The “ABC” factor test has made its way to the West Coast. California joins states such as Massachusetts and New Jersey, who are already using the “ABC” test to determine independent contractor vs. employee status. Following the Dynamex Operations v. Superior Court of California ruling, the Court’s broadened definition of “employee” will influence worker classification practices and disputes. This landmark decision sets a new standard for independent contractor vs. employee cases, placing additional burden on California hiring companies to demonstrate a worker’s independence and while the nationwide implications of this decision are unknown, it’s safe to say that we’ll all be watching closely to see what other states consider adopting similar legislation.
The “ABC” Factor Test
When engaging independent contractors for services, hiring companies must demonstrate that the worker can pass the newly adopted “ABC” test. Under these stringent guidelines, it is more difficult to classify a worker as an independent contractor. To do so, hiring companies must demonstrate that the following three factors are met:
Factor A: Worker is free from the control and direction of the hiring entity in connection with the performance of the work.
– Even a minor degree of control exercised by the engaging company will not satisfy this factor. As a result, the worker will be classified as an employee.
Factor B: Worker performs work that is outside the usual course of the hiring entity’s business.
– The hiring entity must demonstrate that the worker’s services and duties differ from company’s core business to the extent where they would not be viewed as an employee of the company.
Factor C: Worker is customarily engaged in an independently established trade, occupation, or business of the same nature as that involved in the work performed.
– A worker must demonstrate investment in their company (i.e. purchasing equipment and resources, carrying business insurance, promoting their services, etc.).
How does this translate to the business world?
Here are a few real-life examples of a hiring company’s failure to meet each prong of the ABC test:
A media company hired a photographer to take pictures for upcoming posts. Specific instructions were provided regarding the kind of image it was looking for and asked the photographer to call at the start and completion of the work schedule. Even though the photographer provided its own camera equipment, the media company required that all images be captured on a specific lens. Exercising so much control over the work being performed fails Factor A.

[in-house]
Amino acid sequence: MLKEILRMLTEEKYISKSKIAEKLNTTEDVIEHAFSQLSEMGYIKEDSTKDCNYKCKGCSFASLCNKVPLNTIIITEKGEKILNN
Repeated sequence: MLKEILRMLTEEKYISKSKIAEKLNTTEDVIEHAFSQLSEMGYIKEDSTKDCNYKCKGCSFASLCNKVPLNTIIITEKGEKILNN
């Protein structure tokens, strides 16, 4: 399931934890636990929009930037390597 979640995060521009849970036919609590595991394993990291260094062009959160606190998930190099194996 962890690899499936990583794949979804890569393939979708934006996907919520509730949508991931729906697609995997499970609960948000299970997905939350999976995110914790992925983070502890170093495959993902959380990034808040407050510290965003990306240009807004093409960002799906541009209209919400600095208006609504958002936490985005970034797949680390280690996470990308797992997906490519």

A creative agency needs to hire a graphic designer to help create a pitch for a potential new client. Hiring someone to perform work that is core to the creative agency’s business fails Factor B.
A pharmaceutical company hires a worker that does not have an independently established business but signs an agreement for services stating the worker is an independent contractor and not an employee of the company. Assigning a worker independent contractor status in a contract without proving the worker has an established business with multiple clients and investments in the business (licenses, insurances, advertisements, etc.) fails factor C.
What should business leaders do?
Now, more than ever, it’s imperative that there are consistent, compliant processes established for the initial and ongoing evaluation of your independent workforce. Below are a few key points to keep in mind:
- Avoid engaging ICs that provide services that are integral to your core business functions or to augment current staff
- Avoid exercising control over your ICs – not just in facts, but in practice
- Avoid engaging ICs that are not operating as independent businesses
- Engage legal/HR departments or external consultants for guidance
- Review established corporate polices on how IC engagement is managed
- Create a central, systematic process for engaging ICs
- Review existing contracts for alignment with the ABC test